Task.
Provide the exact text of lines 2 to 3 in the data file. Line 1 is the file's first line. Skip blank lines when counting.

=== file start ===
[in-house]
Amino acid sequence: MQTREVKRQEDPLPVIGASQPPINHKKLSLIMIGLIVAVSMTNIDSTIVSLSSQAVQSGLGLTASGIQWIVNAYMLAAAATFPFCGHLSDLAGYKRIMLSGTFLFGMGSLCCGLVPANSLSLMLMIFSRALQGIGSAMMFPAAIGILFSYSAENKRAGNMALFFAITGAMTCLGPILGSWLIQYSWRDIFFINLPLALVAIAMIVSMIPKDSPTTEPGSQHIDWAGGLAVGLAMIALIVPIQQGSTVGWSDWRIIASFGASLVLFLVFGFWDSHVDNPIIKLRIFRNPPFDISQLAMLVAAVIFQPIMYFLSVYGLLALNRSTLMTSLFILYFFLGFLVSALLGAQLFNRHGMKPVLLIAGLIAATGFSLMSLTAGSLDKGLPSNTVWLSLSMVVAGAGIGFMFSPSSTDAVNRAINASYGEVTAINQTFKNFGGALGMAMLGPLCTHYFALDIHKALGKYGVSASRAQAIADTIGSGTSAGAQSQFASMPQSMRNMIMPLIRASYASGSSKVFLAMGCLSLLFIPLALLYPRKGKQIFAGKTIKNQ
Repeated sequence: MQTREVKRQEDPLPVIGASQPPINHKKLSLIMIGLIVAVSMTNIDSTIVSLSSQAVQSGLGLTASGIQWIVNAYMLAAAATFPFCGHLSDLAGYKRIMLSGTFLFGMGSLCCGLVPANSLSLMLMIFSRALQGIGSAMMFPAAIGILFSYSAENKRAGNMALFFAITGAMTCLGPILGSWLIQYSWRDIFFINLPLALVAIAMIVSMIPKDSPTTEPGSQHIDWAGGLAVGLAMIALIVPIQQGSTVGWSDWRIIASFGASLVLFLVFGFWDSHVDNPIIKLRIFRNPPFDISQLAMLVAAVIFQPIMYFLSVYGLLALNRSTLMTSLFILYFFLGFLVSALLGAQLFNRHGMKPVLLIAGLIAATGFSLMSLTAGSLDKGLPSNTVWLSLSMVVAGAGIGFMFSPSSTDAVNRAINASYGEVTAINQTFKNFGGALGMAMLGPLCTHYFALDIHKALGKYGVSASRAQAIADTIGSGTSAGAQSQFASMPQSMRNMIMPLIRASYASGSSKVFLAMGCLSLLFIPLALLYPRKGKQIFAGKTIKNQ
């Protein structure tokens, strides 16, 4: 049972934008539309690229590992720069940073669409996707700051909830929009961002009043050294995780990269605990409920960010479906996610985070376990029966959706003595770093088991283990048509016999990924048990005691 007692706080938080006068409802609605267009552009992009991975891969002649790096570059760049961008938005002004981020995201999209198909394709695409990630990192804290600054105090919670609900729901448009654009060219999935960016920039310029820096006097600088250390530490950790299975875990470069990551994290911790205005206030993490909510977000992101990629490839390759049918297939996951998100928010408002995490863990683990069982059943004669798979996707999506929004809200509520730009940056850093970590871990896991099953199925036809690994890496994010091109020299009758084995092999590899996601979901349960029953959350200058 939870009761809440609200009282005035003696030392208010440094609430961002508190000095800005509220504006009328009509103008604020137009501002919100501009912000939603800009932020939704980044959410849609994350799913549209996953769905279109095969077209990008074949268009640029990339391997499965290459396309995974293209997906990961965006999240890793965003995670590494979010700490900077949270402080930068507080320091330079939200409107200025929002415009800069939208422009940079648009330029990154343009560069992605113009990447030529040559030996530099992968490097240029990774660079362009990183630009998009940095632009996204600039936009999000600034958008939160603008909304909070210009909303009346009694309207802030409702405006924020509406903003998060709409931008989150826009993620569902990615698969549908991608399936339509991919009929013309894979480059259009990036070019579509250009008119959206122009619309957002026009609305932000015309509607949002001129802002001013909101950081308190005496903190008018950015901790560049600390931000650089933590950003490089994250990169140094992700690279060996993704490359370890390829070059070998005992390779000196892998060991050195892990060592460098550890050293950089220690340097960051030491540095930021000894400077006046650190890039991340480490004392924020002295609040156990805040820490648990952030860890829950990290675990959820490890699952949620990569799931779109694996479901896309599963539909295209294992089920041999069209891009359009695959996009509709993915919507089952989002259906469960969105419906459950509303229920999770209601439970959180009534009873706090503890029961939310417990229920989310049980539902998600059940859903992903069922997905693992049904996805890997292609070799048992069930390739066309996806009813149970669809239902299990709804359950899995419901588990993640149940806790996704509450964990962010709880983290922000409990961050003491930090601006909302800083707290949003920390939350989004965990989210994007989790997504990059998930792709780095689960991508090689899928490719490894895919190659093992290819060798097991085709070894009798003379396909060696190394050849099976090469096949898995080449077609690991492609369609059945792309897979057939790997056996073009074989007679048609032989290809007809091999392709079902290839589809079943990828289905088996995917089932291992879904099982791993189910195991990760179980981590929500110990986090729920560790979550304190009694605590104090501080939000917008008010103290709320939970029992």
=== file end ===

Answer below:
Amino acid sequence: MQTREVKRQEDPLPVIGASQPPINHKKLSLIMIGLIVAVSMTNIDSTIVSLSSQAVQSGLGLTASGIQWIVNAYMLAAAATFPFCGHLSDLAGYKRIMLSGTFLFGMGSLCCGLVPANSLSLMLMIFSRALQGIGSAMMFPAAIGILFSYSAENKRAGNMALFFAITGAMTCLGPILGSWLIQYSWRDIFFINLPLALVAIAMIVSMIPKDSPTTEPGSQHIDWAGGLAVGLAMIALIVPIQQGSTVGWSDWRIIASFGASLVLFLVFGFWDSHVDNPIIKLRIFRNPPFDISQLAMLVAAVIFQPIMYFLSVYGLLALNRSTLMTSLFILYFFLGFLVSALLGAQLFNRHGMKPVLLIAGLIAATGFSLMSLTAGSLDKGLPSNTVWLSLSMVVAGAGIGFMFSPSSTDAVNRAINASYGEVTAINQTFKNFGGALGMAMLGPLCTHYFALDIHKALGKYGVSASRAQAIADTIGSGTSAGAQSQFASMPQSMRNMIMPLIRASYASGSSKVFLAMGCLSLLFIPLALLYPRKGKQIFAGKTIKNQ
Repeated sequence: MQTREVKRQEDPLPVIGASQPPINHKKLSLIMIGLIVAVSMTNIDSTIVSLSSQAVQSGLGLTASGIQWIVNAYMLAAAATFPFCGHLSDLAGYKRIMLSGTFLFGMGSLCCGLVPANSLSLMLMIFSRALQGIGSAMMFPAAIGILFSYSAENKRAGNMALFFAITGAMTCLGPILGSWLIQYSWRDIFFINLPLALVAIAMIVSMIPKDSPTTEPGSQHIDWAGGLAVGLAMIALIVPIQQGSTVGWSDWRIIASFGASLVLFLVFGFWDSHVDNPIIKLRIFRNPPFDISQLAMLVAAVIFQPIMYFLSVYGLLALNRSTLMTSLFILYFFLGFLVSALLGAQLFNRHGMKPVLLIAGLIAATGFSLMSLTAGSLDKGLPSNTVWLSLSMVVAGAGIGFMFSPSSTDAVNRAINASYGEVTAINQTFKNFGGALGMAMLGPLCTHYFALDIHKALGKYGVSASRAQAIADTIGSGTSAGAQSQFASMPQSMRNMIMPLIRASYASGSSKVFLAMGCLSLLFIPLALLYPRKGKQIFAGKTIKNQ